hero image
Megan Ennes - University of Florida. Gainesville, FL, US

Megan Ennes

Assistant Curator | University of Florida

Gainesville, FL, UNITED STATES

Megan Ennes supports science interests using family museum programming, professional development and climate change communication research.


Megan Ennes is the assistant curator of Museum Education and director of the Thompson Earth Systems Institute at the Florida Museum of Natural History. Her research focuses on how museums can support the science interests and career aspirations of underrepresented groups through family programming and civic engagement. Megan also conducts research on how to help museum educators and scientists more effectively engage in climate change communication with the public.

Areas of Expertise (5)

Civic Engagement for the Environment

Climate Change Education

Family Science

Museum Education

Science Career Aspirations


Articles (3)

Family influence and STEM career aspirations

International Encyclopedia of Education

Megan E. Ennes, et. al


The aim of this chapter is to discuss current research examining family influences on the science, technology, engineering and mathematics (STEM) interests and career aspirations of their children. The role of science capital and family science habitus on the development of STEM interests is described. This is followed by a discussion of how parents, early childhood experiences, gender and minoritization affect the STEM interests and career aspirations of children.

view more

Children and parents’ perceptions of access to science tools at home and their role in science self-efficacy

Research in Science Education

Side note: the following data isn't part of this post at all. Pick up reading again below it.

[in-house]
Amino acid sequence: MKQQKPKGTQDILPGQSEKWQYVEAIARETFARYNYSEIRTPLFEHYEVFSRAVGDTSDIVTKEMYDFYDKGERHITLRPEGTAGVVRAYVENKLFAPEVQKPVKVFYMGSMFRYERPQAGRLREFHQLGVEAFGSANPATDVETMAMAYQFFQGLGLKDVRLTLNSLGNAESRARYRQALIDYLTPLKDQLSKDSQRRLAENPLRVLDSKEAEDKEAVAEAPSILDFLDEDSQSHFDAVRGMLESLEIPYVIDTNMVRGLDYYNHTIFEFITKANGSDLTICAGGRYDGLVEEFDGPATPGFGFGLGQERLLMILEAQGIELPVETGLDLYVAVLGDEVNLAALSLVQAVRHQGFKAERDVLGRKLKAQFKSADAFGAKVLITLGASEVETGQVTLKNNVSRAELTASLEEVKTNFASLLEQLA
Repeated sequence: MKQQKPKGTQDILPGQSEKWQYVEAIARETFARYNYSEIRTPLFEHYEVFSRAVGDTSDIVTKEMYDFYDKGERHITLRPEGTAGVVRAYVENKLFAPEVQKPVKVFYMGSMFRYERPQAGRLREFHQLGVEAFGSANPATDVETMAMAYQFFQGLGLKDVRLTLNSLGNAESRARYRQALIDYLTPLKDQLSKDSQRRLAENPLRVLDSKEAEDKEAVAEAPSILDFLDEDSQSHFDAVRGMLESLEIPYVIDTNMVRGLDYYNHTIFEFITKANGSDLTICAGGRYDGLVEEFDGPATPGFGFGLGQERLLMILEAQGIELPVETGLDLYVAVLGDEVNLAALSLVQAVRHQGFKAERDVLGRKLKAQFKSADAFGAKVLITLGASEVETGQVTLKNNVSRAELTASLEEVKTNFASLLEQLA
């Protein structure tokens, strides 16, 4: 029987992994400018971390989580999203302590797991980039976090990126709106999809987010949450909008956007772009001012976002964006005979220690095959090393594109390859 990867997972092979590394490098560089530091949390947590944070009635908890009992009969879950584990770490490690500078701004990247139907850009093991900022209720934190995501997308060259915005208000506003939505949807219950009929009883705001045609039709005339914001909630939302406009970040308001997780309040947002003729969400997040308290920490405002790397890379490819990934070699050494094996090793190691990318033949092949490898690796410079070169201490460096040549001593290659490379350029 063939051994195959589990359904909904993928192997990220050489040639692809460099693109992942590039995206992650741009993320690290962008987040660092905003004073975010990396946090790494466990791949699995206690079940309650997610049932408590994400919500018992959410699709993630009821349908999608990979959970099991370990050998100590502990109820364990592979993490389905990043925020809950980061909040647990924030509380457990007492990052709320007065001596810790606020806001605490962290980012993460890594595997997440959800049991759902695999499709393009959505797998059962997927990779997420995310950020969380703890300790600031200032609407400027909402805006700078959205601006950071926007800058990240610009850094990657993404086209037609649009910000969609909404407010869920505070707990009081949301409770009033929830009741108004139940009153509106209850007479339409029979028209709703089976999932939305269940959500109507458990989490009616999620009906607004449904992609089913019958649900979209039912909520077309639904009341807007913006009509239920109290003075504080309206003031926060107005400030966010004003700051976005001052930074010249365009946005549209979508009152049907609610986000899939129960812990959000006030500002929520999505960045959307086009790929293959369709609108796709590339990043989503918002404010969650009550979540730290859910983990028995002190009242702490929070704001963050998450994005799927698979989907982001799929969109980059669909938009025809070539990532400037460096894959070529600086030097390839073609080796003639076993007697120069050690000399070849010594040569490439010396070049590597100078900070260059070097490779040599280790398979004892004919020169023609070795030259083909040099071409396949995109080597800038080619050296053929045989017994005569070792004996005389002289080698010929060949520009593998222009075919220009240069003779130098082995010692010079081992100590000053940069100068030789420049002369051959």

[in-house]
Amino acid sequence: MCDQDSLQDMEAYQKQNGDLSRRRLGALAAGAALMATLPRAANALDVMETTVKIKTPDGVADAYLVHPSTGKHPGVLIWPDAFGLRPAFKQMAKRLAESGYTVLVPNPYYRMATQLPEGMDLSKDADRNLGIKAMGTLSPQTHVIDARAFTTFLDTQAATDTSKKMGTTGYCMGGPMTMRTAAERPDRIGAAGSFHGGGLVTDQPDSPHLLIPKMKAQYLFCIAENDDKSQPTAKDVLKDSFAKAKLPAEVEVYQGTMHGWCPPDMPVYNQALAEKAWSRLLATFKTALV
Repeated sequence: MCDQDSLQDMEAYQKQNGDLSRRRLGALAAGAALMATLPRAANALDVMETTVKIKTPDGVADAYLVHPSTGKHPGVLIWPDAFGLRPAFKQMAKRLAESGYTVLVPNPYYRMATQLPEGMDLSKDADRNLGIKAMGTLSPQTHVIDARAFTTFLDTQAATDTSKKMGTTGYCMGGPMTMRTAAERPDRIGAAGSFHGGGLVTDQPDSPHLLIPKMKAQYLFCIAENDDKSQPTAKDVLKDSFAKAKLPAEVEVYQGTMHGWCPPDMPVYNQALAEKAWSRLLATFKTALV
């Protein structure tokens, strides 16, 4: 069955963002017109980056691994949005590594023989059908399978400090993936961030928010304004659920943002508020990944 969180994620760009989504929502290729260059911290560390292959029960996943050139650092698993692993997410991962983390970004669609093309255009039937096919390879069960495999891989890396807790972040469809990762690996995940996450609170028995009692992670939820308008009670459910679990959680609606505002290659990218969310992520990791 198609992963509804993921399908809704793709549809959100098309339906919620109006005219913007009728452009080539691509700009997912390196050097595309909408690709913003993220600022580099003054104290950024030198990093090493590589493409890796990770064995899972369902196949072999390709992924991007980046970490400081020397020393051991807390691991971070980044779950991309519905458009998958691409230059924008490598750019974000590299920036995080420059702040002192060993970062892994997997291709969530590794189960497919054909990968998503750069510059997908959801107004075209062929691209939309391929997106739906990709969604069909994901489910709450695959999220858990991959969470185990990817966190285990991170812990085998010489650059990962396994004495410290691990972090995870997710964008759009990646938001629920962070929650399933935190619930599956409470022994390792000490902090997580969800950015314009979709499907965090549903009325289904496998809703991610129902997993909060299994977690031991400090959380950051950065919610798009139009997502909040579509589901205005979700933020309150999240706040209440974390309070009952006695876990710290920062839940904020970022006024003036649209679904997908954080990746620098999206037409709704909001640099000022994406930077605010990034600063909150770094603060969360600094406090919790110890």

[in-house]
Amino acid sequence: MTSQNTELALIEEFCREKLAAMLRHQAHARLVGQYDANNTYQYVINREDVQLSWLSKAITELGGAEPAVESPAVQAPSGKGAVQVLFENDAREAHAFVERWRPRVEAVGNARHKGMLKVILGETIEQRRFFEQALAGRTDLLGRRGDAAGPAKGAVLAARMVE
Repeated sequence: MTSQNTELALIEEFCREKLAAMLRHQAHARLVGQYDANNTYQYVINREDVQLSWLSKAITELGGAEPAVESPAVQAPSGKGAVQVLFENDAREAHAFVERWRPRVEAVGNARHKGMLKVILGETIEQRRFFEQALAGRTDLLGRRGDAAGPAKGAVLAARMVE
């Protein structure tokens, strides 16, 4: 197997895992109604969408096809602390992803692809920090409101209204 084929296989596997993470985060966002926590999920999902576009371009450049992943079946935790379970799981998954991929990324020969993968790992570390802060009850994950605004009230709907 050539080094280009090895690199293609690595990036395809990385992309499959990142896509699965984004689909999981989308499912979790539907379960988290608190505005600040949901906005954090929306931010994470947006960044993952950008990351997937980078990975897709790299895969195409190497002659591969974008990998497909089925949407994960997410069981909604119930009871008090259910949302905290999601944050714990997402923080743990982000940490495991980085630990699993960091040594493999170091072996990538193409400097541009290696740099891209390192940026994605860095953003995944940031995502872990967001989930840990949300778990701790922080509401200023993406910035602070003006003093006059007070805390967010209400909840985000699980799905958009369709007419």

Megan E. Ennes, et. al


Families play a vital role in the development of the science interests and career aspirations of youth. Of particular interest is how a family’s science capital and science habitus impact how children see themselves in relation to science. One aspect of science capital that has emerged as foundational in children’s levels of science self-efficacy and academic self-concept is their access to science related tools outside of school.

view more

Testing the influence of visual framing on engagement and pro-environmental action

Conservation Science and Practice

Gabby Salazar, et. al


Although images play a significant role in environmental communications, few studies have empirically examined whether positive or negative images are more effective at engaging attention and promoting behavior change. We conducted a six-week public experiment at the Florida Museum of Natural History in Gainesville, Florida, to test whether viewing a photography exhibit featuring images of the impacts of marine plastic pollution on ocean ecosystems or images of pristine ocean ecosystems would increase engagement, monetary donations to conservation and pledges to help protect the ocean from plastic pollution.

view more





Headshot loading image